The second stage, depending on what the genealogy sites turn up, is to follow up with searches in more specific archives. This might include a name search in the UK National Archives catalogue, or a name/address search in the British Newspaper Archive (£). Sometimes, as in Honorato’s case, it’s also worth trying Spanish digital archives. While many census entries for foreign-born residents simply note the country of birth, on the 1851 census, Honorato had noted his birthplace as ‘Bisbal, Spain’ – and Bisbal is in the Diocese of Girona, which luckily for us is one of just a handful of Spanish dioceses to have digitized its parish records.

Creative Searching

I might have made the search process sound very simple. Remember, though, that on many of these sites, the search indexes are based on transcriptions, which you must navigate to get to the digitised original documents. Transcriptions of any kind have a high level of error (it’s hard to decipher other people’s handwriting at the best of times…), but the level is even higher when we’re dealing with unfamiliar or foreign names and places. Spanish personal and place names are often misspelled or part-Anglicised in original documents, and then mangled further through indexisation. For example, I’ve found Honorato indexed as Honoratio, Honorata, Honerato, Honorate, Honoreto, Honorah, Honora, and Honorats, so search wildcards are definitely your friends here!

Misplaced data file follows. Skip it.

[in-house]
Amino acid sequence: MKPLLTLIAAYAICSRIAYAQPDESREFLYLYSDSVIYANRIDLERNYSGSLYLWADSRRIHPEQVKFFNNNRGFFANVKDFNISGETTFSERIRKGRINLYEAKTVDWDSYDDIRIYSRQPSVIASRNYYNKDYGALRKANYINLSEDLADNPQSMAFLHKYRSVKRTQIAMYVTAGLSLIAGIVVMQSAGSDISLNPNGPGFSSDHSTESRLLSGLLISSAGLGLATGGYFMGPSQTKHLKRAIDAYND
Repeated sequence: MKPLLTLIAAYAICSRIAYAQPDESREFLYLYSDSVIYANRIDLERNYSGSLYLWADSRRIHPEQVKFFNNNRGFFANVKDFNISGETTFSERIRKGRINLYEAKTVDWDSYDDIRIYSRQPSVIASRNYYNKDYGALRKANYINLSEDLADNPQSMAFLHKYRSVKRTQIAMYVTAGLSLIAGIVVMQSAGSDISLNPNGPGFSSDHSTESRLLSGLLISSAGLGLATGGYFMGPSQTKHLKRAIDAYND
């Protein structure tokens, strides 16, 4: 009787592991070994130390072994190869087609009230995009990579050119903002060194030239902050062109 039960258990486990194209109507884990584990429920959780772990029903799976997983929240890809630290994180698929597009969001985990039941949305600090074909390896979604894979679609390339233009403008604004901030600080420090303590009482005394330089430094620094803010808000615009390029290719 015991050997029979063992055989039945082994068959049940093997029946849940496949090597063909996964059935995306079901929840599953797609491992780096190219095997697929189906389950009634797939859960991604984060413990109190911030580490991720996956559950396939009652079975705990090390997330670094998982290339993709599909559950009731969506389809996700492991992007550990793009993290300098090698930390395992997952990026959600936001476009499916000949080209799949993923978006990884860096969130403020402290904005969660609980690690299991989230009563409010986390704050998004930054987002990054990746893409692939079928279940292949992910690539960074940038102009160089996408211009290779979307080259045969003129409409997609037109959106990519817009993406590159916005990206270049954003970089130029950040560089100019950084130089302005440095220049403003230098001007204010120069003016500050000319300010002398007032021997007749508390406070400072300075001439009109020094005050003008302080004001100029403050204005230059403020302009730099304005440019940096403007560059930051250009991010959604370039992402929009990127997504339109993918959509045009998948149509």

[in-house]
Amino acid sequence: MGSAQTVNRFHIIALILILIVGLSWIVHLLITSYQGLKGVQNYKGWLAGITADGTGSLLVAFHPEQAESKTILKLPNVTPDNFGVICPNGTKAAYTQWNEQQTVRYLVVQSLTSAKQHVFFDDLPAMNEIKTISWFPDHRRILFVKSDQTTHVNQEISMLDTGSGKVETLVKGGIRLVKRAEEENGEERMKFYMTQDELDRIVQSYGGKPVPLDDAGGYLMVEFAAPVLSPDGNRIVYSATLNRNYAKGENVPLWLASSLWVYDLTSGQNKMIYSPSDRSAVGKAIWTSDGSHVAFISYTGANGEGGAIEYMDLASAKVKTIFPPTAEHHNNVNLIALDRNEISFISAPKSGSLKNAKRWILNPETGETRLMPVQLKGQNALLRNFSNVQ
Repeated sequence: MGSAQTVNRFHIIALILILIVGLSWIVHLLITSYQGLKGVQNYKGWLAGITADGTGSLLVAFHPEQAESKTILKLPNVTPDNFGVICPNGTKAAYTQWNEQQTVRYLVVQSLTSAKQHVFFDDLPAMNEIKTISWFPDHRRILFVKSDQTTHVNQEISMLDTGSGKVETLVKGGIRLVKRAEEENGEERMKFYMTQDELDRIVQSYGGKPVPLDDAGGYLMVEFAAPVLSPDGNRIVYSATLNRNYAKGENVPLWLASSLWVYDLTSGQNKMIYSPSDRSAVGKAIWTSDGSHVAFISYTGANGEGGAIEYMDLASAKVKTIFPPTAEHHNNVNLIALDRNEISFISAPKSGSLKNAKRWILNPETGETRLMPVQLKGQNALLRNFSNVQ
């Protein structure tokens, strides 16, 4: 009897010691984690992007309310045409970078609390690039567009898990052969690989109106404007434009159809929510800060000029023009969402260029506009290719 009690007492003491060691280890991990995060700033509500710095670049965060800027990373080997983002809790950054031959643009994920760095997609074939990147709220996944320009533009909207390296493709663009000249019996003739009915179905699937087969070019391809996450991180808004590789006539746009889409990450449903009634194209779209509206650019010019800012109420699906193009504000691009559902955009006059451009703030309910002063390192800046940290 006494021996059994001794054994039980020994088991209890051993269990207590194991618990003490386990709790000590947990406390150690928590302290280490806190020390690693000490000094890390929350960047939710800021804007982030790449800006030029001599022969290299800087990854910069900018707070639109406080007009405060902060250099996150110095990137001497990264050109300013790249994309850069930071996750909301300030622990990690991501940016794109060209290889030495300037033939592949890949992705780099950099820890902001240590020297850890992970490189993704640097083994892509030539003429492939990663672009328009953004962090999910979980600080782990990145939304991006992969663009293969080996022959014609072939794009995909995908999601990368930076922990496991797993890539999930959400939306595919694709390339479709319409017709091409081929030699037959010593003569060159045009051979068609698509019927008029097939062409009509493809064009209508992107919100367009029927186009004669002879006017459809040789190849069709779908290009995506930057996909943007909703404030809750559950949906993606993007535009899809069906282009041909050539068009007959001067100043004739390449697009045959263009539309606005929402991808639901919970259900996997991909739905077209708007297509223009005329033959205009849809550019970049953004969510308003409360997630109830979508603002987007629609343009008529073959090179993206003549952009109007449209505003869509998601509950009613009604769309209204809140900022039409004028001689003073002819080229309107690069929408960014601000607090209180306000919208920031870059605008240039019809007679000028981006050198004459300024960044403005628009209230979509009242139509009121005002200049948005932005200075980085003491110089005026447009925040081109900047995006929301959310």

Honorato Vert (La Bisbal, Spain, 1809 – St Pancras, 1880)

Sta Maria de Bisbal

Honorato Narciso Domingo Vert i Vilanova was born on 3 August 1809 at Bisbal in Catalunya to Narcis Vert, carpenter, and Teresa Vilanova, and baptised the following day at the parish church of Santa Maria de la Bisbal (right). We don’t know much about his first thirty years, although he may well have learned his trade alongside his father. At the age of 29, he emigrated to London, arriving at London Docks on 9 August 1838 aboard the Batavia from Rotterdam. The official customs book of entries records him as ‘Honorato Vert, cabinet maker, native of Spain,’ and the customs officer notes that it is his first arrival in the UK.